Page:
Hot Job: Why Your IT Department Needs Data Scientists

What do you get when you combine the roles of software developer, statistician and data analyst? A data scientist, who can derive tangible insights from huge quantities of data.

Tue, June 07, 2011

CIO — Load the term "data scientist" into's and's search engines, and you'll get eight and seven responses respectively. Clearly, data scientists—the brainy, analytical folks who are charged with using statistical modeling tools to draw insights from huge quantities of data—laren't in demand today the way software engineers are, but experts in the field of data mining and data science believe that's going to change.

Brian Hopkins, a principal analyst with Forrester Research (FORR) who specializes in enterprise architecture with a focus on emerging information management technologies, anticipates demand for data scientists to grow as companies increasingly seek a competitive advantage from the massive amounts of data they collect and as they realize they're not getting the wisdom they need from existing data mining and business intelligence tools alone.

"Companies are always looking for ways to know more than their competitors," says Hopkins. "There's this notion that if they buy some predictive analytics tools, the tools will give them insight. [In fact,] You need this specialized class of data scientist to create and run [statistical] models against data and present the results in ways people can act on."

The limitations of existing business intelligence software combined with the maturation of parallel computing and sophisticated data modeling tools have paved the way for the data scientist's emergence, according to Steve Hillion, vice president of analytics with data storage company EMC (EMC). Like Hopkins, Hillion agrees that companies are beginning to realize they can't rely on software alone to make sense of their terabytes of data. They need individuals with highly specialized skills, and those individuals require special technology. Hillion says the hardware and software data scientists use to perform their analysis is now robust, scalable and cheap enough that a variety of companies in different industries can use it.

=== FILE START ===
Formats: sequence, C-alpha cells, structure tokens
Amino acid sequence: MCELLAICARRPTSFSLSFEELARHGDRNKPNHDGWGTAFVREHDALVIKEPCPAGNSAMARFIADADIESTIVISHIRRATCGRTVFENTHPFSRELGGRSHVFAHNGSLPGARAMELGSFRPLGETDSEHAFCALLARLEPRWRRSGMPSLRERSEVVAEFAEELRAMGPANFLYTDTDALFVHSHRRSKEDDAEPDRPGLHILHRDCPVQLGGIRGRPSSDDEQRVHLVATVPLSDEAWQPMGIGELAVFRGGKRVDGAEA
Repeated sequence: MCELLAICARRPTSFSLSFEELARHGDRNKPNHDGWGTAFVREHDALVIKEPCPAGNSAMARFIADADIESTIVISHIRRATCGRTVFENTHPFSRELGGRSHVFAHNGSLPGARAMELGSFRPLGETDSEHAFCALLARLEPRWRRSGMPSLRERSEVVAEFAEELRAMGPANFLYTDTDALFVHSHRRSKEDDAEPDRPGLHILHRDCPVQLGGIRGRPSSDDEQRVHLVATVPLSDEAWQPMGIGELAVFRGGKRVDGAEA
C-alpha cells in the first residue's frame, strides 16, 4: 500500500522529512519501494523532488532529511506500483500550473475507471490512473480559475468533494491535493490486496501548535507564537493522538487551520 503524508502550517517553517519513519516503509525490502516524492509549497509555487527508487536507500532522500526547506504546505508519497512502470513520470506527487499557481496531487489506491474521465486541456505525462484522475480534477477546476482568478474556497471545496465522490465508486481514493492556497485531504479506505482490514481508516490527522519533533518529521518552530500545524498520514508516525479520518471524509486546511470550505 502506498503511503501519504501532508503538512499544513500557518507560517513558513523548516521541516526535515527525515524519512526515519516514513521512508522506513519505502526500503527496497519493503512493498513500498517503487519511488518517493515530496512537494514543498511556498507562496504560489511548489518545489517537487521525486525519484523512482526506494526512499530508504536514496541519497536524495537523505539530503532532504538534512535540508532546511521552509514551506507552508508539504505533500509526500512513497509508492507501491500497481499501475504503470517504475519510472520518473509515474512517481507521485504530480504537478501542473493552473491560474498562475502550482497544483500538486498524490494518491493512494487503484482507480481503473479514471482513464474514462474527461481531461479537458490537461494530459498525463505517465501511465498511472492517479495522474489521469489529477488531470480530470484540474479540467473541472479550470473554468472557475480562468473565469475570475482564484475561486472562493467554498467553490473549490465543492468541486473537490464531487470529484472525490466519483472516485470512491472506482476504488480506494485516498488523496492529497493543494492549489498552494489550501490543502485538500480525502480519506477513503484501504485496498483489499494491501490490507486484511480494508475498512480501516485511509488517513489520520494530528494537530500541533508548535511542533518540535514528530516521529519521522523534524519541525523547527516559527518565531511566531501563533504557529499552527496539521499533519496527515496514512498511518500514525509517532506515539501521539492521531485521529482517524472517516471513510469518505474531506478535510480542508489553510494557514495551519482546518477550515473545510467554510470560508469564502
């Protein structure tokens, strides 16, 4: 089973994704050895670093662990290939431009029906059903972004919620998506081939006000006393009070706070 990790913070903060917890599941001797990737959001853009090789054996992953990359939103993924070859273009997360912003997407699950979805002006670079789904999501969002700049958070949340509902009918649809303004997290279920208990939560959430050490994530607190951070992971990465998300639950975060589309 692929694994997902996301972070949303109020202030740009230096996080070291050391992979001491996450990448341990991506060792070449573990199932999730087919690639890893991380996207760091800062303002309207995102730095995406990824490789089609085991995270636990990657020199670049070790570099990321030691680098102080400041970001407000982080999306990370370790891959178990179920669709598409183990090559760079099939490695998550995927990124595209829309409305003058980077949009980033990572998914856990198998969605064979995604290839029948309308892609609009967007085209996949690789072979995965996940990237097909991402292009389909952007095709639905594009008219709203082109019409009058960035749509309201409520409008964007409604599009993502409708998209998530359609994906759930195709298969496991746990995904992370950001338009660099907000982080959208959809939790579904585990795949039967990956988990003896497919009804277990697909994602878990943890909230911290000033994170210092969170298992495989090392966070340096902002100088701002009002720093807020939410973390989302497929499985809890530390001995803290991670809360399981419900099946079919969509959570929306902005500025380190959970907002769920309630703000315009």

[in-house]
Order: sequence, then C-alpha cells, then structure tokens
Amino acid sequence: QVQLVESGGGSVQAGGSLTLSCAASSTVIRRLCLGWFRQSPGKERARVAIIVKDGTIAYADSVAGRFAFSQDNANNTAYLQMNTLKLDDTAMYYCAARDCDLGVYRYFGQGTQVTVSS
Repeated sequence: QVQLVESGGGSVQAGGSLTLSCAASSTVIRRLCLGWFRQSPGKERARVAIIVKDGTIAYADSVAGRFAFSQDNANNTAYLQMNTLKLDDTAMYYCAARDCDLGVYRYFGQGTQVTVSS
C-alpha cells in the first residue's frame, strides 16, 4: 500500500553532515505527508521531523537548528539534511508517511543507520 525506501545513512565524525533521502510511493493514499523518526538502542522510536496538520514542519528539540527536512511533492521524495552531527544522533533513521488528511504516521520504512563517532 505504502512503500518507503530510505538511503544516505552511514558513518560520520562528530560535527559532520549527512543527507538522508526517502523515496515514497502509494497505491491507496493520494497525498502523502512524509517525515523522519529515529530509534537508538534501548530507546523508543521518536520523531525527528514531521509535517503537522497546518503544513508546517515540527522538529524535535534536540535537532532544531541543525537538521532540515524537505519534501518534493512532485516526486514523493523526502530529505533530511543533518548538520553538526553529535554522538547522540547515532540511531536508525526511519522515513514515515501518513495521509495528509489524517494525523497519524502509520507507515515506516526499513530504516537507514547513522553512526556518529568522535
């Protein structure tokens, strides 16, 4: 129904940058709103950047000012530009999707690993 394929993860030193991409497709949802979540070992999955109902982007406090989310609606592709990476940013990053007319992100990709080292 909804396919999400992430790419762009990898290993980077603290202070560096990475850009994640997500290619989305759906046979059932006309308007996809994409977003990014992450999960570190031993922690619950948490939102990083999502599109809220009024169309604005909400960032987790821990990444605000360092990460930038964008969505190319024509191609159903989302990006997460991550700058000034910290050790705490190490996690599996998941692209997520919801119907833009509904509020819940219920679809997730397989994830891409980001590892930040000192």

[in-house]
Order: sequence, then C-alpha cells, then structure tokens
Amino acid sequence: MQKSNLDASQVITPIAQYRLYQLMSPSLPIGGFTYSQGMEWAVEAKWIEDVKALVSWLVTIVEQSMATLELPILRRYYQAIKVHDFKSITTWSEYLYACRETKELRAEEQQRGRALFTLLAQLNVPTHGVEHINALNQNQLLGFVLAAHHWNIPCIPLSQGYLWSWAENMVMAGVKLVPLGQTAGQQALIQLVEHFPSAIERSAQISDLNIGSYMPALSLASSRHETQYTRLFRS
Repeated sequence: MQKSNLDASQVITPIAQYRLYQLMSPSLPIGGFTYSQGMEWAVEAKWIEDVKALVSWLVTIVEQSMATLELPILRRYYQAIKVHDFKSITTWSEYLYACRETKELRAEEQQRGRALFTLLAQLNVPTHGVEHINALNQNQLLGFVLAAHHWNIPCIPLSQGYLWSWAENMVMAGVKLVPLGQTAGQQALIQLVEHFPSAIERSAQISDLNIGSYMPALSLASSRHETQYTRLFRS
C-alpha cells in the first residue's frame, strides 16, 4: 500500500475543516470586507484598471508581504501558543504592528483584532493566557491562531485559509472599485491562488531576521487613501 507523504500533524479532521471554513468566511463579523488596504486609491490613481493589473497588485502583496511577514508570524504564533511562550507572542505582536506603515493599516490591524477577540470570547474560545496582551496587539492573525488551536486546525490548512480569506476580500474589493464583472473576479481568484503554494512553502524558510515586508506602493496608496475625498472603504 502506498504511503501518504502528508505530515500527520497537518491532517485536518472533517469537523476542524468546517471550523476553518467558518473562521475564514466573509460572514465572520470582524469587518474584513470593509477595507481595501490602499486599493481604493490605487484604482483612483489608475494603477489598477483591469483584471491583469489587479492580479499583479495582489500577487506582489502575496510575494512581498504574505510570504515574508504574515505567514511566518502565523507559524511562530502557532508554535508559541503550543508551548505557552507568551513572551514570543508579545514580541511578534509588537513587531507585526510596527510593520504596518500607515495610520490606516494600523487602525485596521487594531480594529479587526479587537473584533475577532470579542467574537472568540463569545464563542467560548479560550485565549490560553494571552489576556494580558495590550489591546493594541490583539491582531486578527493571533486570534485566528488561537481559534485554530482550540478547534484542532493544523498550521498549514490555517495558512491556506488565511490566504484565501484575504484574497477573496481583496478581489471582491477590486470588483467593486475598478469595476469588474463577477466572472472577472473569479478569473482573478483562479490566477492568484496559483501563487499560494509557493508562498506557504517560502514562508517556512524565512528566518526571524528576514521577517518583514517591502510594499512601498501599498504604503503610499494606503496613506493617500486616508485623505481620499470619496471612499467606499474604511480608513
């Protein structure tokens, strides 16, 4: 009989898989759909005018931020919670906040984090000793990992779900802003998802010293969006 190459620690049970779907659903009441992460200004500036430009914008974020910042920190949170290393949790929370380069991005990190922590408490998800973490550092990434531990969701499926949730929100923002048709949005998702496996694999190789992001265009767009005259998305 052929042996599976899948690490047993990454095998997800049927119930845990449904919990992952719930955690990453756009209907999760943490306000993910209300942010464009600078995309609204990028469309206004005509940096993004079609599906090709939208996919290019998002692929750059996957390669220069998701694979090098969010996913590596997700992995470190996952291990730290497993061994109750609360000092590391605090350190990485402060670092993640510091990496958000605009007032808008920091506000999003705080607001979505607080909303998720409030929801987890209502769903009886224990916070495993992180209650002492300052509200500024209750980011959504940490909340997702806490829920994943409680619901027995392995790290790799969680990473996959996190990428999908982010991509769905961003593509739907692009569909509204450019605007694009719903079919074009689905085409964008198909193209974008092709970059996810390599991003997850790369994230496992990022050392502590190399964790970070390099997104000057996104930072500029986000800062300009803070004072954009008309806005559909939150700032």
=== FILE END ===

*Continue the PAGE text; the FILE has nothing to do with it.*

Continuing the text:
Hillion spoke to about the burgeoning data scientist role, the industries where they're most in demand, the skills they need, where they sit in organizations, and what the role means for business intelligence software.

CIO: What is a data scientist?

Steve Hillion, Vice President of Analytics, EMC: Somebody who is charged with creating insights from large quantities of data using computer-based analytical and modeling techniques. The job is about applying the methods of data mining, statistics and modeling to large quantities of data, typically to generate business insights or identify underlying trends or patterns.

What kinds of businesses need data scientists?

You'll typically find a data scientist or data analyst in large organizations that gather a great deal of consumer data, whether that's a Web company, an advertising network, a cell phone company or a retail company that tracks sales or marketing data.

Is this a new role? Haven't companies had people in charge of analyzing data before?

If you look at retail companies, consumer goods companies like Coca-Cola (KO) or Procter & Gamble (PG), they've long had researchers, statisticians who have [for example] applied econometrics techniques to understand pricing and customer data.

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